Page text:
Dietary fats and their sources in association with the risk of bladder cancer: A pooled analysis of 11 prospective cohort studies

M. Dianatinasab, A. Wesselius*, A. Salehi-Abargouei, E.Y.W. Yu, M. Fararouei, M. Brinkman, P. van den Brandt, E. White, E. Weiderpass, F. Le Calvez-Kelm, M.J. Gunter, I. Huybrechts, M.P. Zeegers

*Corresponding author for this work

Research output: Contribution to journalArticleAcademicpeer-review


The effects of fat intake from different dietary sources on bladder cancer (BC) risk remains unidentified. Therefore, the present study aimed to investigate the association between fat intakes and BC risk by merging world data on this topic. Data from 11 cohort studies in the BLadder cancer Epidemiology and Nutritional Determinants (BLEND) study, provided sufficient information on fat intake for a total of 2731 BC cases and 544 452 noncases, which yielded 5 400 168 person-years of follow-up. Hazard ratios (HRs), with corresponding 95% confidence intervals (CIs), were estimated using Cox-regression models stratified on cohort. Analyses were adjusted for total energy intake in kilocalories, gender, smoking status (model-1) and additionally for sugar and sugar products, beers, wine, dressing and plant-based and fruits intakes (model-2). Among women, an inverse association was observed between mono-unsaturated fatty acids (MUFAs) and BC risk (HR comparing the highest with the lowest tertile: 0.73, 95% CI: 0.58-0.93, P-trend = .01). Overall, this preventative effect of MUFAs on BC risk was only observed for the nonmuscle invasive bladder cancer (NMIBC) subtype (HR: 0.69, 95% CI: 0.53-0.91, P-trend = .004). Among men, a higher intake of total cholesterol was associated with an increased BC risk (HR: 1.37, 95% CI: 1.16-1.61, P-trend = .01). No other significant associations were observed. This large prospective study adds new insights into the role of fat and oils in BC carcinogenesis, showing an inverse association between consumption of MUFAs and the development of BC among women and a direct association between higher intakes of dietary cholesterol and BC risk among men.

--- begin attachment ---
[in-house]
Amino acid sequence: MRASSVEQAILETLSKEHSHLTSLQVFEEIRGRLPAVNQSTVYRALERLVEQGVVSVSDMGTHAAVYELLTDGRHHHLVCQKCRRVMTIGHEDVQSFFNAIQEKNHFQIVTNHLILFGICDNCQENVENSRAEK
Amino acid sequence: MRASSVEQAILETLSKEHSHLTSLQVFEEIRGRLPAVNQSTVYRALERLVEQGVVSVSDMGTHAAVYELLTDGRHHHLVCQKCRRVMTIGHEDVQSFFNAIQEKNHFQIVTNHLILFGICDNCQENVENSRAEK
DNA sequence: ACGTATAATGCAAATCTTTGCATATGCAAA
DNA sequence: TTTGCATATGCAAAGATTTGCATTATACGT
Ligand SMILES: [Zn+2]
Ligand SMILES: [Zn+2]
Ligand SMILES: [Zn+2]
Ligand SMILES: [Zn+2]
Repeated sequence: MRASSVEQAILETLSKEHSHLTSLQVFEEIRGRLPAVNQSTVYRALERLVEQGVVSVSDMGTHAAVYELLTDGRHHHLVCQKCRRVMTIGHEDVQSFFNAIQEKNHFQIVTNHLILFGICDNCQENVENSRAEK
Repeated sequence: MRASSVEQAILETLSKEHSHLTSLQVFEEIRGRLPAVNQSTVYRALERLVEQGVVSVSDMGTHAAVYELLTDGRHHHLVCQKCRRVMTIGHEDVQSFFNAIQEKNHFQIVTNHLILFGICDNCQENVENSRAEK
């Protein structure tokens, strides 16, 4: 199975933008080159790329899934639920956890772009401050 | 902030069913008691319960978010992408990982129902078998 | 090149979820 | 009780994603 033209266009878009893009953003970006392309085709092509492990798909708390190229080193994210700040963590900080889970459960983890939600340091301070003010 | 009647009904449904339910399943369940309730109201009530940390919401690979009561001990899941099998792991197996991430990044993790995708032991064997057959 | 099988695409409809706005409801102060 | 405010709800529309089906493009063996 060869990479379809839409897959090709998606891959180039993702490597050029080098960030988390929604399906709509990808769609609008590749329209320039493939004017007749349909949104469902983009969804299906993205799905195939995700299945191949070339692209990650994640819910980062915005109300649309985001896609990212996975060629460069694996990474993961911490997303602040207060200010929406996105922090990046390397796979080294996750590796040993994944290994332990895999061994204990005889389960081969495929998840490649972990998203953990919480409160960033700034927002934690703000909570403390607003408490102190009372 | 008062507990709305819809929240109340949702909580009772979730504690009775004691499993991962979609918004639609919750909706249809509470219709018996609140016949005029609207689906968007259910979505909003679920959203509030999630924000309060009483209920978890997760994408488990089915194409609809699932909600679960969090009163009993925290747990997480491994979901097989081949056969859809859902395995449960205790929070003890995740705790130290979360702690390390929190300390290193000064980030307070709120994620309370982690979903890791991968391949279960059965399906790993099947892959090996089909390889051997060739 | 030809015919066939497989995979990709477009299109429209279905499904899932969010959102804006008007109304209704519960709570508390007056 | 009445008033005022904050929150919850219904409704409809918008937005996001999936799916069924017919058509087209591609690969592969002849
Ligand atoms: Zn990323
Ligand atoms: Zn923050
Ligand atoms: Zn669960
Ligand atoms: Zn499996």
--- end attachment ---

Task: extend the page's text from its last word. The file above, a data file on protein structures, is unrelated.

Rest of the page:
Funding information: This work was partly funded by the World Cancer Research Fund International (WCRF 2012/590) and European Commission (FP7-PEOPLE-618308).
Original languageEnglish
Pages (from-to)44-55
Number of pages12
JournalInternational Journal of Cancer
Issue number1
Early online date25 Feb 2022
Publication statusPublished - 1 Jul 2022


  • bladder cancer
  • diet
  • epidemiology
  • fat
  • oil
  • risk factor

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